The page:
The rules for selecting the best question to populate at each node in the presently preferred embodiment are designed to follow the Gini criterion. Other splitting criteria can be used instead. For more information regarding splitting criteria reference Breiman, Friedman et al, “Classification and Regression Trees.” Essentially, the Gini criterion is used to select a question from the set of possible yes-no questions 130 and to employ a stopping rule that decides when a node is a leaf node. The Gini criterion employs a concept called “impurity.” Impurity is always a non-negative number. It is applied to a node such that a node containing equal proportions of all possible categories has maximum impurity and a node containing only one of the possible categories has a zero impurity (the minimum possible value). There are several functions that satisfy the above conditions. These depend upon the counts of each category within a node Gini impurity may be defined as follows. If C is the set of classes to which data items can belong, and T is the current tree node, let f(1|T) be the proportion of training data items in node T that belong to class 1, f(2|T) the proportion of items belonging to class 2, etc.
To illustrate by example, assume the system is growing a tree for the letter “E.” In a given node T of that tree, the system may, for example, have 10 examples of how “E” is pronounced in words. In 5 of these examples, “E” is pronounced “iy” (the sound “ee” in “cheeze); in 3 of the examples “E” is pronounced “eh” (the sound of “e” in “bed”); and in the remaining 2 examples, “E” is “−” (i.e., silent as in “e” in “maple”).
Assume the system is considering two possible yes-no questions, Q1 and Q2 that can be applied to the 10 examples. The items that answer “yes” to Q1 include four examples of “iy” and one example of “−” (the other five items answer “no” to Q1.) The items that answer “yes” to Q2 include three examples of “iy” and three examples of “eh” (the other four items answer “no” to Q2). FIG. 6 diagrammatically compares these two cases.
The Gini criterion answers which question the system should choose for this node, Q1 or Q2. The Gini criterion for choosing the correct question is: find the question in which the drop in impurity in going from parent nodes to children nodes is maximized. This impurity drop ΔT is defined as Δ|=i(T)−pyes*i(yes)−pno*i(no), where Pyes is the proportion of items going to the “yes” child and Pno is the proportion of items going to the “no” child.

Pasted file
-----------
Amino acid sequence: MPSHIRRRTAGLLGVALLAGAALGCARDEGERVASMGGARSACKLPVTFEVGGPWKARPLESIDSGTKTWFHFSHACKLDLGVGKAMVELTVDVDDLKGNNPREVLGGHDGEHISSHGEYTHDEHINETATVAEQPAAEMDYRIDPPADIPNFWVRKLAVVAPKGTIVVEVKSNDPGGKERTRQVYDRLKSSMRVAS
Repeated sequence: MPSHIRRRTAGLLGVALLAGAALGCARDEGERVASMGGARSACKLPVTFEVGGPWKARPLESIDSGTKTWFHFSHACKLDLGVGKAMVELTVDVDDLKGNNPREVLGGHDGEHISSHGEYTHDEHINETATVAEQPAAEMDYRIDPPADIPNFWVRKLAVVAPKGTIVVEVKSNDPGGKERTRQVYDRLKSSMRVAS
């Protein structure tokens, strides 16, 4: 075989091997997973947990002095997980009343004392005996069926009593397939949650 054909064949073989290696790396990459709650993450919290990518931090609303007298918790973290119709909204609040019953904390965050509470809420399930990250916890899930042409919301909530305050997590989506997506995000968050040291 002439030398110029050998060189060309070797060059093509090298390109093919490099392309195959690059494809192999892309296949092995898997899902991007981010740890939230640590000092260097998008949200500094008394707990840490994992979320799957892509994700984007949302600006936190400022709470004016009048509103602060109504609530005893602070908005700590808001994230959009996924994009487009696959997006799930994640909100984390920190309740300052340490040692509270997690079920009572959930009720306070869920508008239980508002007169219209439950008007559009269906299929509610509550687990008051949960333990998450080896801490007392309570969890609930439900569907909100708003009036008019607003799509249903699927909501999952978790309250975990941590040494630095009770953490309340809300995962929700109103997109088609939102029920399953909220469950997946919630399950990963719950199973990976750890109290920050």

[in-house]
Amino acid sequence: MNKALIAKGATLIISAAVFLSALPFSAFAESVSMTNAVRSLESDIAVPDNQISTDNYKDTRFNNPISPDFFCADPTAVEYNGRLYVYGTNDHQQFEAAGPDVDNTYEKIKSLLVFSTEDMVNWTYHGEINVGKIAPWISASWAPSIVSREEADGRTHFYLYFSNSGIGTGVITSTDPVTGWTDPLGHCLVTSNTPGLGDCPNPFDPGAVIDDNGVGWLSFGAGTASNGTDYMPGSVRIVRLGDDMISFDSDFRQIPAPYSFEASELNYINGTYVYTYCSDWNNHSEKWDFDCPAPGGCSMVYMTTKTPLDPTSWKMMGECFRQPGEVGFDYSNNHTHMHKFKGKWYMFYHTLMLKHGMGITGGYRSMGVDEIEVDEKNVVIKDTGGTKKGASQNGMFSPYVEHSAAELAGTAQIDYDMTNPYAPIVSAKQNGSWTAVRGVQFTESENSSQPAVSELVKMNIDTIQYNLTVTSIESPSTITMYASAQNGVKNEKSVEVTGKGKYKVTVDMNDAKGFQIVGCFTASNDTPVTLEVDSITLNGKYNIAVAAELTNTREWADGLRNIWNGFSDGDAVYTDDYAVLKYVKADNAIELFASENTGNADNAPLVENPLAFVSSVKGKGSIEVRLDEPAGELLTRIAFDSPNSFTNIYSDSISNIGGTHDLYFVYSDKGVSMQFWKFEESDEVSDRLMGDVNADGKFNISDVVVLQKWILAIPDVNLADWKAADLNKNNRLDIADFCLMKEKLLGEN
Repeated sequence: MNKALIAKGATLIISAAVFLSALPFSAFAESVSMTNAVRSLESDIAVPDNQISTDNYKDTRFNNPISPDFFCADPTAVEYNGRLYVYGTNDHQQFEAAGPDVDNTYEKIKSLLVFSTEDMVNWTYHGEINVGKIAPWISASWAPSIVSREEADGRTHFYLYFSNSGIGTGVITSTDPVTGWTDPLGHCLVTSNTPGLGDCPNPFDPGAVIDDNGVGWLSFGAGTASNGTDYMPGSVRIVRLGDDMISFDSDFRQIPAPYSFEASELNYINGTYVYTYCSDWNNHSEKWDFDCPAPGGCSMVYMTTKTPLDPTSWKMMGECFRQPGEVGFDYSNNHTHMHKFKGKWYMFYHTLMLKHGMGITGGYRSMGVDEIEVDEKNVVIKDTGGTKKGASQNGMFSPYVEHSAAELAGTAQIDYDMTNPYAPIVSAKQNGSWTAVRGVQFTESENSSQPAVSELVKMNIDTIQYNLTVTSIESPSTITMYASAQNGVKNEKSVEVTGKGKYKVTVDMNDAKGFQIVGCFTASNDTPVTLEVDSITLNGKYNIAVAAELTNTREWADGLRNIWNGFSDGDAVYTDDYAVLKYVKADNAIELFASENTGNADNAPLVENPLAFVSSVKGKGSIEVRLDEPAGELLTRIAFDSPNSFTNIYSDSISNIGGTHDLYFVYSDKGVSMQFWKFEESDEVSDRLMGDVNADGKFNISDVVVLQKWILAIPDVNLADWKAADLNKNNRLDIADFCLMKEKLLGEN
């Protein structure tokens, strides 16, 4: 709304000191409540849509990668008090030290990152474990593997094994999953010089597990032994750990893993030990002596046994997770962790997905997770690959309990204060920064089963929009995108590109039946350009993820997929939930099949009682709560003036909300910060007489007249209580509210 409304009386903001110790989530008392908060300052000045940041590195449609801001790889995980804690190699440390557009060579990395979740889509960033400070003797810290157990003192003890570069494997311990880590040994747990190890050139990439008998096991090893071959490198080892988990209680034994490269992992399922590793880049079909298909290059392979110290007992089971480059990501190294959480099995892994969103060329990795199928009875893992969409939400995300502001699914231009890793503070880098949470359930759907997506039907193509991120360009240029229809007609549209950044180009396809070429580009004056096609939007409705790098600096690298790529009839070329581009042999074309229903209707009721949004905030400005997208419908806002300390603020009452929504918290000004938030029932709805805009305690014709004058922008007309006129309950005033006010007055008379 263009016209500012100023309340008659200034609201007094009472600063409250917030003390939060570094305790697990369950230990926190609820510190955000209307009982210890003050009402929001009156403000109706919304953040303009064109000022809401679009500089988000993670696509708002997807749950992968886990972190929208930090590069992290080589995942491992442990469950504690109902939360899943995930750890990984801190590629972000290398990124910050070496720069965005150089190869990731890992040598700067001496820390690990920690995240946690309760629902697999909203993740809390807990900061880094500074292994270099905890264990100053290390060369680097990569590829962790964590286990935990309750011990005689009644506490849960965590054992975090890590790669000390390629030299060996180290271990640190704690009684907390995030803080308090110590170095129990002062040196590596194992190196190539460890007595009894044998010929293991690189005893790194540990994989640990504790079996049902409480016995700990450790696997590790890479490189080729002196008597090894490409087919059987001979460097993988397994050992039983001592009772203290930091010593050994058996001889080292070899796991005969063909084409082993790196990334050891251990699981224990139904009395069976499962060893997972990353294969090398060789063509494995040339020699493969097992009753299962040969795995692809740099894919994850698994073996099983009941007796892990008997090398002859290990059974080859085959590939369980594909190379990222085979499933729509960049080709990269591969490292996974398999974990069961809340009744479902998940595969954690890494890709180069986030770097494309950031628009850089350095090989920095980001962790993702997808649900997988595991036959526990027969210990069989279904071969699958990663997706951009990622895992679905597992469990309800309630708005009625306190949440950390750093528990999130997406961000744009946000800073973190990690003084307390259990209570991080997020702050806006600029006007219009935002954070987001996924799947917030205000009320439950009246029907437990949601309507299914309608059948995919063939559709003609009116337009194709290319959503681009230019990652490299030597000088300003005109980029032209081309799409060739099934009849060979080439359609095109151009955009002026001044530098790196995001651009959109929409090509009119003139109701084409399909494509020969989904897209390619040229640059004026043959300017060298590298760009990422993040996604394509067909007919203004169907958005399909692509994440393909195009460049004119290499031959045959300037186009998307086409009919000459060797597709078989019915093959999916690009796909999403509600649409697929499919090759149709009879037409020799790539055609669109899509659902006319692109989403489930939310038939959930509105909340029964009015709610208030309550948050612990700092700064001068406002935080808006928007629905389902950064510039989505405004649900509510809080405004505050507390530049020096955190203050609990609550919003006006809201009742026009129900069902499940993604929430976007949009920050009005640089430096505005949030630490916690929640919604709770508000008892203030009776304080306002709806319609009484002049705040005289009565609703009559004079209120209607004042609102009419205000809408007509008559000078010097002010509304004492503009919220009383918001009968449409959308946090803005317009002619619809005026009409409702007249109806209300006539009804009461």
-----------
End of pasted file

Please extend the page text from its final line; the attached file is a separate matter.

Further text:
Applying the Gini criterion to the above example:
Δ| for Q1 is thus:
For Q2, we have |(yes, Q2)=1−0.52−0.52=0.5, and for i(no, Q2)=(same)=0.5.
So, Δ|(Q2)=0.6−(0.6)*(0.5)−(0.4)*(0.5)=0.12. In this case, Q1 gave the greatest drop in impurity. It will therefore be chosen instead of Q2.
The rule set 132 declares a best question for a node to be that question which brings about the greatest drop in impurity in going from the parent node to its children.
The tree generator applies the rules 132 to grow a decision tree of yes-no questions selected from set 130. The generator will continue to grow the tree until the optimal-sized tree has been grown. Rules 132 include a set of stopping rules that will terminate tree growth when the tree is grown to a pre-determined size. In the preferred embodiment the tree is grown to a size larger than ultimately desired. Then pruning methods 133 are used to cut back the tree to its desired size. The pruning method may implement the Breiman technique as described in the reference cited above.
The tree generator thus generates sets of letter-only trees, shown generally at 140 or mixed trees, shown generally at 150, depending on whether the set of possible yes-no questions 130 includes letter-only questions alone or in combination with phoneme questions. The corpus of training data 122 comprises letter, phoneme pairs, as discussed above. In growing letter-only trees, only the letter portions of these pairs are used in populating the internal nodes. Conversely, when growing mixed trees, both the letter and phoneme components of the training data pairs may be used to populate internal nodes. In both instances the phoneme portions of the pairs are used to populate the leaf nodes. Probability data associated with the phoneme data in the lead nodes are generated by counting the number of occurrences a given phoneme is aligned with a given letter over the training data corpus.
In one embodiment of the present invention, the editor 10 is adaptive or self-learning. One or more spelled word-pronunciation pairs are used to update lexicon 14 as well as to supply new training data upon which the phoneticizer 24 may be retrained or updated. This can be accomplished by using the word-pronunciation pairs as new training data 122 for generating revised decision trees in accordance with the above-described method. Therefore, the self-learning embodiment improves its phonetic transcription generation over time, resulting in even higher quality transcriptions.
The foregoing discloses and describes merely exemplary embodiments of the present invention. One skilled in the art will readily recognize from such discussion, and from accompanying drawings and claims, that various changes, modifications, and variations can be made therein without the departing from the spirit and scope of the present invention.